As it happens, acquisition companies have been all the rage on Wall Street in the last two years — raising more than $190 billion from investors. But these outfits have come under scrutiny from regulators and prosecutors because the deals they engage in are often structured to favor early investors. In addition, executives involved in acquisition companies and their takeover targets have made audacious claims about their business prospects when they are trying to win over investors.

Lordstown has said the investigations by the Securities and Exchange Commission and federal prosecutors are also focusing on events surrounding its merger with DiamondPeak.

The tentative deal with Foxconn comes at a fortuitous time for Mr. Hamamoto. The merger agreement had prevented him from selling his shares in the company until the anniversary of the deal’s October 2020 closing. Mr. Hamamoto did not respond to a request for comment.

Still, even with the news of the Foxconn deal, shares of Lordstown are trading well below the company’s high of $31 a share and the $10 price at which DiamondPeak went public.

As part of the agreement, Foxconn agreed to buy $50 million worth of Lordstown shares at a price of $6.89.

Daniel Ninivaggi, Lordstown’s chief executive, said in a statement that the partnership “would allow Lordstown Motors to take advantage of Foxconn’s extensive manufacturing expertise.”

Mr. Ninivaggi, who has been on the job for a little over a month, said in an interview on Thursday that he expected the deal to be completed by April 30 and that he was convinced it was a “strategic priority” for Foxconn. He described the potential as a “shift in business model” for Lordstown away from focusing on manufacturing to a focus on design, innovation and sales. Mr. Ninivaggi rejected the notion that it is mainly a real estate transaction.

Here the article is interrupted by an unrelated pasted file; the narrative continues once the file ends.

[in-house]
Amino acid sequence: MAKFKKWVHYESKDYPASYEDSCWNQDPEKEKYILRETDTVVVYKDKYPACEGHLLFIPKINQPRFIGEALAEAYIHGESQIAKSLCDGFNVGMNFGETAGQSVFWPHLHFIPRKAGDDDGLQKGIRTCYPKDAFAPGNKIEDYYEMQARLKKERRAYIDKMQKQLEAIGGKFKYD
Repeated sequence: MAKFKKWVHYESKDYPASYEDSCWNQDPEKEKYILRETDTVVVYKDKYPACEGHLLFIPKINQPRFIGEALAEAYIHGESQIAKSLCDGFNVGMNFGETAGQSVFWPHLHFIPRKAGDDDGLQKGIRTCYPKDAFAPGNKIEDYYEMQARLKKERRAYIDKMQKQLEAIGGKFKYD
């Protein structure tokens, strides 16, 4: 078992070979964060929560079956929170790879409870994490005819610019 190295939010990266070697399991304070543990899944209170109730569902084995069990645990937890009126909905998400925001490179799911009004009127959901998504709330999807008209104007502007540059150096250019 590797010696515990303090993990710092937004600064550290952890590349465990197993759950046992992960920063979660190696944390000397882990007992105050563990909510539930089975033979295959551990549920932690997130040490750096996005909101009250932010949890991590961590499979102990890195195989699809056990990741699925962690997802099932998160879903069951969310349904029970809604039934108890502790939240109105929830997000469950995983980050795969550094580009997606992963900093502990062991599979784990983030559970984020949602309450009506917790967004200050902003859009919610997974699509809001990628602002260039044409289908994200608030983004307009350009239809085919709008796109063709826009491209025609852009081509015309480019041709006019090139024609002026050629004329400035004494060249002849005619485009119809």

“We don’t look at this as a real estate deal. The strategic component was more important to us,” he said. “The key to the success of that plant is filling it.”

Lordstown’s mayor, Arno Hill, said he had not been apprised in advance of the Foxconn deal but would view it as a positive development for a community that lost about 1,500 jobs when G.M. idled the factory in 2019.

“You would have somebody coming in with deep pockets to be able to fund it,” he said. “That would be a good thing for us.”

Acquiring the Lordstown factory could advance Foxconn’s hopes of expanding into auto production from its core business of assembling electronics. The company, which has extensive operations in China, announced a deal this year to produce electric vehicles with Fisker, another start-up. In May, Foxconn also announced a partnership with Stellantis, the company created by the merger of Fiat Chrysler and Peugeot of France, to develop “next generation” dashboards and touch-screen displays for cars.

But Foxconn has had an uneven history in the United States. In 2017, the company and President Donald J. Trump announced that it would invest $10 billion in a factory in Wisconsin that would employ at least 13,000. But after years of little activity on the ground, Foxconn sharply scaled back that plan. This year, the company said it would invest less than $1 billion in a factory that would employ fewer than 2,000 people by 2026.

Lordstown also got an early boost from Mr. Trump, who claimed that the start-up would help save and create manufacturing jobs in eastern Ohio. During the 2020 presidential campaign, he invited Mr. Burns to Washington to display the Endurance at an event on the White House lawn.